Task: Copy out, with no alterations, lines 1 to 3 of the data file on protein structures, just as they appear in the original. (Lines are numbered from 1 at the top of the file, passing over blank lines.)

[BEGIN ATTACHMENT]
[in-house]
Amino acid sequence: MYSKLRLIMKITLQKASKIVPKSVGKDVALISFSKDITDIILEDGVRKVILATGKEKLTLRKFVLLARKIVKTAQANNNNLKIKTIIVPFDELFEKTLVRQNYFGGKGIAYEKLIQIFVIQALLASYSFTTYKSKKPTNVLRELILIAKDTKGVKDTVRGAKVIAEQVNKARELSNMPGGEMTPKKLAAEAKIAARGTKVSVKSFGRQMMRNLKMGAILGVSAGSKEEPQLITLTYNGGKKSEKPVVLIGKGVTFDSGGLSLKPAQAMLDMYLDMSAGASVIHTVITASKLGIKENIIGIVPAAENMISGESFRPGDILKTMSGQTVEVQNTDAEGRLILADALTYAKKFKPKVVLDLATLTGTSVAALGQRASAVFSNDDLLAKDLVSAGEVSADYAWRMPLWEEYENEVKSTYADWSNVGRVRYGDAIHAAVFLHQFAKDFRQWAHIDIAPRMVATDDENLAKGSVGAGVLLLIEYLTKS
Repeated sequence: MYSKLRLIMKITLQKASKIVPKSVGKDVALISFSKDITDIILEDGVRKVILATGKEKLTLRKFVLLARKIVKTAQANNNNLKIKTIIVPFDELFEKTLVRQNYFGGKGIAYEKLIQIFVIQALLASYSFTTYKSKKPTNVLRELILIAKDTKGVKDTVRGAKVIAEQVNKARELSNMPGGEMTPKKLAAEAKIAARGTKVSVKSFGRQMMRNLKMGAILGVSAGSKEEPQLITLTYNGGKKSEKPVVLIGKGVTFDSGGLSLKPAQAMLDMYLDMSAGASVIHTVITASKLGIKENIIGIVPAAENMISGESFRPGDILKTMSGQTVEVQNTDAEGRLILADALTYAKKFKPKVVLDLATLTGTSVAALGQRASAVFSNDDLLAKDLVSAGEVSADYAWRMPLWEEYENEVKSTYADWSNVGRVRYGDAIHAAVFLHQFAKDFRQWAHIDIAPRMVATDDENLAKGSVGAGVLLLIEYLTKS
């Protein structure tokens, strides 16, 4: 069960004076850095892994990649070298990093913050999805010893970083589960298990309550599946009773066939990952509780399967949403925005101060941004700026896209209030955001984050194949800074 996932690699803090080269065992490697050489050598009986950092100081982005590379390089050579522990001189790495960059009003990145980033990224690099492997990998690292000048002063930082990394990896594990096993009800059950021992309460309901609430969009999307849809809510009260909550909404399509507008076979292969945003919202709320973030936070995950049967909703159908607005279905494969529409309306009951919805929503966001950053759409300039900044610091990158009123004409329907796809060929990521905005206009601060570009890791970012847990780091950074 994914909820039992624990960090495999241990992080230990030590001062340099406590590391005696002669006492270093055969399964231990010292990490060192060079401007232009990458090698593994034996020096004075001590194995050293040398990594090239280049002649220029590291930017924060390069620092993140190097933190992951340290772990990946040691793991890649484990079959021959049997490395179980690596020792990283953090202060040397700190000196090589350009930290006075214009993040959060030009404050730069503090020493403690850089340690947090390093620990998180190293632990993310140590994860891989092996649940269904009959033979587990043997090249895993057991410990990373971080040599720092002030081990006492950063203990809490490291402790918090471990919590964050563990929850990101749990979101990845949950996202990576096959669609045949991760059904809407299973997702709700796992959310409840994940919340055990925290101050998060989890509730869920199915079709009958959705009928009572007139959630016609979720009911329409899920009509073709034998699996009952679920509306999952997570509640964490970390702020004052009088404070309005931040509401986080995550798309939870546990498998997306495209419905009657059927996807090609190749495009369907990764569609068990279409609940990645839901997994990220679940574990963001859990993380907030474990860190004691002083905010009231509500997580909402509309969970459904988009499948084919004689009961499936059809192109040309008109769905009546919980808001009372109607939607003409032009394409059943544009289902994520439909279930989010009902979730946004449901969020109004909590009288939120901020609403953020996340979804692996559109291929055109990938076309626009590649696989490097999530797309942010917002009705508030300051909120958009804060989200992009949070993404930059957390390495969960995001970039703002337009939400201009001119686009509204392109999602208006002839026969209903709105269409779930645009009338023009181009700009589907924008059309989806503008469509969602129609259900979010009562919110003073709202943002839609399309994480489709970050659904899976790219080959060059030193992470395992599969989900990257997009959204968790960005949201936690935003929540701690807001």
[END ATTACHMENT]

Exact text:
[in-house]
Amino acid sequence: MYSKLRLIMKITLQKASKIVPKSVGKDVALISFSKDITDIILEDGVRKVILATGKEKLTLRKFVLLARKIVKTAQANNNNLKIKTIIVPFDELFEKTLVRQNYFGGKGIAYEKLIQIFVIQALLASYSFTTYKSKKPTNVLRELILIAKDTKGVKDTVRGAKVIAEQVNKARELSNMPGGEMTPKKLAAEAKIAARGTKVSVKSFGRQMMRNLKMGAILGVSAGSKEEPQLITLTYNGGKKSEKPVVLIGKGVTFDSGGLSLKPAQAMLDMYLDMSAGASVIHTVITASKLGIKENIIGIVPAAENMISGESFRPGDILKTMSGQTVEVQNTDAEGRLILADALTYAKKFKPKVVLDLATLTGTSVAALGQRASAVFSNDDLLAKDLVSAGEVSADYAWRMPLWEEYENEVKSTYADWSNVGRVRYGDAIHAAVFLHQFAKDFRQWAHIDIAPRMVATDDENLAKGSVGAGVLLLIEYLTKS
Repeated sequence: MYSKLRLIMKITLQKASKIVPKSVGKDVALISFSKDITDIILEDGVRKVILATGKEKLTLRKFVLLARKIVKTAQANNNNLKIKTIIVPFDELFEKTLVRQNYFGGKGIAYEKLIQIFVIQALLASYSFTTYKSKKPTNVLRELILIAKDTKGVKDTVRGAKVIAEQVNKARELSNMPGGEMTPKKLAAEAKIAARGTKVSVKSFGRQMMRNLKMGAILGVSAGSKEEPQLITLTYNGGKKSEKPVVLIGKGVTFDSGGLSLKPAQAMLDMYLDMSAGASVIHTVITASKLGIKENIIGIVPAAENMISGESFRPGDILKTMSGQTVEVQNTDAEGRLILADALTYAKKFKPKVVLDLATLTGTSVAALGQRASAVFSNDDLLAKDLVSAGEVSADYAWRMPLWEEYENEVKSTYADWSNVGRVRYGDAIHAAVFLHQFAKDFRQWAHIDIAPRMVATDDENLAKGSVGAGVLLLIEYLTKS